Chango was born on September 19, 2004, while my coven was having a Mabon ritual at my house. We knew his mother was pregnant, as we'd been feeding her and her two older kittens for quite a while. Our first glimpse of him on the day he was born (we have a picture in our main computer, which is on the fritz right now) was of an orange and white ball of fur surrounded by four black balls of fur (his sisters).
Because they were in danger from a construction crew who didn't know they were there, Martin brought them all inside when they were three weeks old, along with their mother. We eventually found homes for two of them, but Mama and the other three stayed with us, and we took in the two older kittens as well.
Even when they were still nursing, Chango always had to be in the middle of things. He had soulful golden eyes that made you melt looking into them. He was spoiled rotten, and got into the habit of whining when he wanted something. He loved to cuddle and be carried like a baby, but kneading was his life. As a human, he would have made one hell of a bread baker! He was constantly rushing between my feet to get into my altar room so he could sprawl on the floor and hang out with me there. He brought love and laughter into our lives, along with some frustration and a few tears.
A couple of years ago, he barely survived an infection that started in one fang and spread to his lower jaw. I told him then that he couldn't die before we paid off the $845 bill. I don't think he made it, but it wasn't for lack of trying.
Last month, we found that his liver had failed, and he had a less than 33% chance of the medication helping him. Fortunately, it did, and we were given six extra weeks with him. However, a few days ago, he began going downhill again, and this time the vet found a mass in his abdomen. He told us frankly that, even if he managed to successfully remove it AND even if it wasn't cancerous, having two serious medical situations so close together meant that Chango's chances of surviving another year were low. Because of this, combined with his age and the prohibitive costs, we decided to let him go. We didn't want him to have to go through all this misery a third time. So the vet gave him a tranquilizer before the final shot, and we held him and rocked him until he fell asleep.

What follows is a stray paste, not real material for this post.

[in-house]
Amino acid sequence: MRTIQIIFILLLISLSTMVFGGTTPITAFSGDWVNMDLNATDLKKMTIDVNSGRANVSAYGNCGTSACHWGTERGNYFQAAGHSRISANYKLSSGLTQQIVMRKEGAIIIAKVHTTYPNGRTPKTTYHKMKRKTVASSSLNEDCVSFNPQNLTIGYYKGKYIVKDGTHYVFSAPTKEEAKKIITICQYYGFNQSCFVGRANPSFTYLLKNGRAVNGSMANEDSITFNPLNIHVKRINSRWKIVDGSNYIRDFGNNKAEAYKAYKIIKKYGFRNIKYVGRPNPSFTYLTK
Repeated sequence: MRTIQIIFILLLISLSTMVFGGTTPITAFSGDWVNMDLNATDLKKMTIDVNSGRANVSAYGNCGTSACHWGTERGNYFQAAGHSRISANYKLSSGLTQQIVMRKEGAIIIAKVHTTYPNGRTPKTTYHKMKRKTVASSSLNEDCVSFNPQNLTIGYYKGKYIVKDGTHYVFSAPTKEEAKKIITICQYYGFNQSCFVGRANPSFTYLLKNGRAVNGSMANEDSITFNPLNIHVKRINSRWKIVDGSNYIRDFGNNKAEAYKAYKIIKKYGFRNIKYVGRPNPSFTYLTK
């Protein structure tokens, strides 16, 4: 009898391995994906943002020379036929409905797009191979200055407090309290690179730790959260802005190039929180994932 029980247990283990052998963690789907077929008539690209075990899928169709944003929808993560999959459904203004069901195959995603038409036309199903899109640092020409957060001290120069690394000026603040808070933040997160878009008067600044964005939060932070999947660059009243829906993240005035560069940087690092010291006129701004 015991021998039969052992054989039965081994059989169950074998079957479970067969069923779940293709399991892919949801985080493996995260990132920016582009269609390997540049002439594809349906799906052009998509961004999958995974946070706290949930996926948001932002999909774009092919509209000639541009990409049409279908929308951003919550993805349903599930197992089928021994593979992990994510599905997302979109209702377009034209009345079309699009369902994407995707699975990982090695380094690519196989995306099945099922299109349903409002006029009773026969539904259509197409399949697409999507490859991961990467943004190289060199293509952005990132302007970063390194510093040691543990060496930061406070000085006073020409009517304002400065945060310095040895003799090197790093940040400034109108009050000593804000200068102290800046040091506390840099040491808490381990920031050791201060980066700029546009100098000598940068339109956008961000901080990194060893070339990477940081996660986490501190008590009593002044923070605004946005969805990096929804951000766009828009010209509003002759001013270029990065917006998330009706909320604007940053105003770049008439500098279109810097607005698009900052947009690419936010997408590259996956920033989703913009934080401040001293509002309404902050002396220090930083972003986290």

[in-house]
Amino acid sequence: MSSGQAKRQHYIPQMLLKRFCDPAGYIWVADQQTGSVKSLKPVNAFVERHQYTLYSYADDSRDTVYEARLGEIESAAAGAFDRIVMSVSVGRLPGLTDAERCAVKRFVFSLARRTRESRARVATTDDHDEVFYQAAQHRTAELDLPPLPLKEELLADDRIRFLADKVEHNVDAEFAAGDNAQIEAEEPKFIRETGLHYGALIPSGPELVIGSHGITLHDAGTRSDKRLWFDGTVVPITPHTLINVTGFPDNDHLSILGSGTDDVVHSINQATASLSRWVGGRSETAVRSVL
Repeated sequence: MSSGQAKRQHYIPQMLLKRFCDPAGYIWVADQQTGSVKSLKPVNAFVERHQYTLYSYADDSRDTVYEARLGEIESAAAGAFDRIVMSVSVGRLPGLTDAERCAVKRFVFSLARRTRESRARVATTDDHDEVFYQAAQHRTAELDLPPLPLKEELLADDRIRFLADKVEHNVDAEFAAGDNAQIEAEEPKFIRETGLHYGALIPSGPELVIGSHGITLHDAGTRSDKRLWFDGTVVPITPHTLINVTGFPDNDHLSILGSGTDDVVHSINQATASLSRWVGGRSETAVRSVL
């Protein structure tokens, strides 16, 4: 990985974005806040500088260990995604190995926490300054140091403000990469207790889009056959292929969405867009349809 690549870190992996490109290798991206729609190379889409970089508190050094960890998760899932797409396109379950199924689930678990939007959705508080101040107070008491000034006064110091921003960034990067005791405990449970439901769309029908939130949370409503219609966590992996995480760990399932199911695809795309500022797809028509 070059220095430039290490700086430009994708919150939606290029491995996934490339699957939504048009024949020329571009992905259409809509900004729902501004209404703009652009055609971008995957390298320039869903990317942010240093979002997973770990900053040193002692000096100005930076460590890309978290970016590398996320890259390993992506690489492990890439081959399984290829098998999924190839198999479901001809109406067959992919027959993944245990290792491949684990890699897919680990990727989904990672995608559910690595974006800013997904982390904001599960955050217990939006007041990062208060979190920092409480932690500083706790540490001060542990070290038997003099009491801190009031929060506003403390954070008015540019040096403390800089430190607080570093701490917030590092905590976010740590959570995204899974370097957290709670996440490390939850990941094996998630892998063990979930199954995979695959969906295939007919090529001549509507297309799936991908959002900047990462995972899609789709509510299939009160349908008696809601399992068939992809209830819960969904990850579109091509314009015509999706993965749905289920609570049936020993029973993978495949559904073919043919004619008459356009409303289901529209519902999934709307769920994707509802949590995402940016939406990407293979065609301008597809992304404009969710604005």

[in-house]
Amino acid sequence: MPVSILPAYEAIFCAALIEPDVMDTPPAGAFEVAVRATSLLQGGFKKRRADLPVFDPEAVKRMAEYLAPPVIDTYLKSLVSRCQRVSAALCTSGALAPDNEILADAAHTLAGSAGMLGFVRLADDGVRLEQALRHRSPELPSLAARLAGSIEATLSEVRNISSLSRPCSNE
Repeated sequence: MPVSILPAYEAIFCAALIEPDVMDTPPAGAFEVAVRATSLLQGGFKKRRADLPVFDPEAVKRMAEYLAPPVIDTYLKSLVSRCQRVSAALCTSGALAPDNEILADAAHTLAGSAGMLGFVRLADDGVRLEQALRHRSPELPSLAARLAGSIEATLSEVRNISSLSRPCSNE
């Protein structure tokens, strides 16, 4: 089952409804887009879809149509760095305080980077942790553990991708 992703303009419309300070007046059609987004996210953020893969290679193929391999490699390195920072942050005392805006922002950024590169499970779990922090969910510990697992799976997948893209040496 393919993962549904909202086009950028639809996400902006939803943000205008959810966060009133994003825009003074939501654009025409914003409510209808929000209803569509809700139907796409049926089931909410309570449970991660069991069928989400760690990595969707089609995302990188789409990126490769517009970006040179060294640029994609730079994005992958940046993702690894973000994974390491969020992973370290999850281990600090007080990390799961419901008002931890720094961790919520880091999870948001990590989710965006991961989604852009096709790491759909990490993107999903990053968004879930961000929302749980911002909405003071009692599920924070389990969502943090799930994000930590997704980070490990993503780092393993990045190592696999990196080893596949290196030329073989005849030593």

Losing a beloved fur companion is never easy; it's even harder when you are with them from almost their first breath to their last. Then they're more like your children. On Monday we will take him to where our other children in fur are buried.
Bast and Sekhmet, please guard your brother Chango, and guide him safely to wherever our beloved cats go!
We love you, Chango! Rest in peace, Mango Boy.